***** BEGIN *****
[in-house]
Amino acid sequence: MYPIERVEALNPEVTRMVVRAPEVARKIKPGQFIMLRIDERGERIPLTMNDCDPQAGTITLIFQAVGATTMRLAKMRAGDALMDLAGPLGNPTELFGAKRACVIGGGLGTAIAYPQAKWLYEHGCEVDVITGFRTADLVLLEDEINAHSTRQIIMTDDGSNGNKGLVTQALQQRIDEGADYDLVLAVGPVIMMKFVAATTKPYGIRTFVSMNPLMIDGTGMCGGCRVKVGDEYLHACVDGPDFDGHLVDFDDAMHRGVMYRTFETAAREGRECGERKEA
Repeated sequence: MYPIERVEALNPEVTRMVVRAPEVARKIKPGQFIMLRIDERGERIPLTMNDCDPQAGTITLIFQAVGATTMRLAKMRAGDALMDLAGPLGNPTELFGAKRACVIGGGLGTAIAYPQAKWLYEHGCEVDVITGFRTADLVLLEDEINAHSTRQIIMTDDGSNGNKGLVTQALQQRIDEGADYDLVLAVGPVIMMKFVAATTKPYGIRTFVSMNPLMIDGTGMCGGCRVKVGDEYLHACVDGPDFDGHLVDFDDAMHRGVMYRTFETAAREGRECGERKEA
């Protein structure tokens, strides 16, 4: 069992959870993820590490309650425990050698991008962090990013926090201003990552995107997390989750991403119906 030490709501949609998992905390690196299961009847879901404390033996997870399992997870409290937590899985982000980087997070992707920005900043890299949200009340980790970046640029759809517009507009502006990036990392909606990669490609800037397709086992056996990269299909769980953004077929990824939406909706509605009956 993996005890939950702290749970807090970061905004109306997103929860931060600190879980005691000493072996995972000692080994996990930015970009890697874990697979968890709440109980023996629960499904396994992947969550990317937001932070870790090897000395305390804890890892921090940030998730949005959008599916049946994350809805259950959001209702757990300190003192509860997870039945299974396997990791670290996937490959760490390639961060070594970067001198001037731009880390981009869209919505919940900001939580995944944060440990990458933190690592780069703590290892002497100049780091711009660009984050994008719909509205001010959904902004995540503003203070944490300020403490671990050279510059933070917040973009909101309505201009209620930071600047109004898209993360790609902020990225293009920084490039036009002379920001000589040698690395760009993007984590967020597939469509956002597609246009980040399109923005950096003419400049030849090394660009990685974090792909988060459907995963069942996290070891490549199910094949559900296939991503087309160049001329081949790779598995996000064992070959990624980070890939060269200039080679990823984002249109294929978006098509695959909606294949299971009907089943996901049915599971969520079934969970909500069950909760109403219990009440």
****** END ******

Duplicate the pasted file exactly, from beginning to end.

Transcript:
[in-house]
Amino acid sequence: MYPIERVEALNPEVTRMVVRAPEVARKIKPGQFIMLRIDERGERIPLTMNDCDPQAGTITLIFQAVGATTMRLAKMRAGDALMDLAGPLGNPTELFGAKRACVIGGGLGTAIAYPQAKWLYEHGCEVDVITGFRTADLVLLEDEINAHSTRQIIMTDDGSNGNKGLVTQALQQRIDEGADYDLVLAVGPVIMMKFVAATTKPYGIRTFVSMNPLMIDGTGMCGGCRVKVGDEYLHACVDGPDFDGHLVDFDDAMHRGVMYRTFETAAREGRECGERKEA
Repeated sequence: MYPIERVEALNPEVTRMVVRAPEVARKIKPGQFIMLRIDERGERIPLTMNDCDPQAGTITLIFQAVGATTMRLAKMRAGDALMDLAGPLGNPTELFGAKRACVIGGGLGTAIAYPQAKWLYEHGCEVDVITGFRTADLVLLEDEINAHSTRQIIMTDDGSNGNKGLVTQALQQRIDEGADYDLVLAVGPVIMMKFVAATTKPYGIRTFVSMNPLMIDGTGMCGGCRVKVGDEYLHACVDGPDFDGHLVDFDDAMHRGVMYRTFETAAREGRECGERKEA
């Protein structure tokens, strides 16, 4: 069992959870993820590490309650425990050698991008962090990013926090201003990552995107997390989750991403119906 030490709501949609998992905390690196299961009847879901404390033996997870399992997870409290937590899985982000980087997070992707920005900043890299949200009340980790970046640029759809517009507009502006990036990392909606990669490609800037397709086992056996990269299909769980953004077929990824939406909706509605009956 993996005890939950702290749970807090970061905004109306997103929860931060600190879980005691000493072996995972000692080994996990930015970009890697874990697979968890709440109980023996629960499904396994992947969550990317937001932070870790090897000395305390804890890892921090940030998730949005959008599916049946994350809805259950959001209702757990300190003192509860997870039945299974396997990791670290996937490959760490390639961060070594970067001198001037731009880390981009869209919505919940900001939580995944944060440990990458933190690592780069703590290892002497100049780091711009660009984050994008719909509205001010959904902004995540503003203070944490300020403490671990050279510059933070917040973009909101309505201009209620930071600047109004898209993360790609902020990225293009920084490039036009002379920001000589040698690395760009993007984590967020597939469509956002597609246009980040399109923005950096003419400049030849090394660009990685974090792909988060459907995963069942996290070891490549199910094949559900296939991503087309160049001329081949790779598995996000064992070959990624980070890939060269200039080679990823984002249109294929978006098509695959909606294949299971009907089943996901049915599971969520079934969970909500069950909760109403219990009440």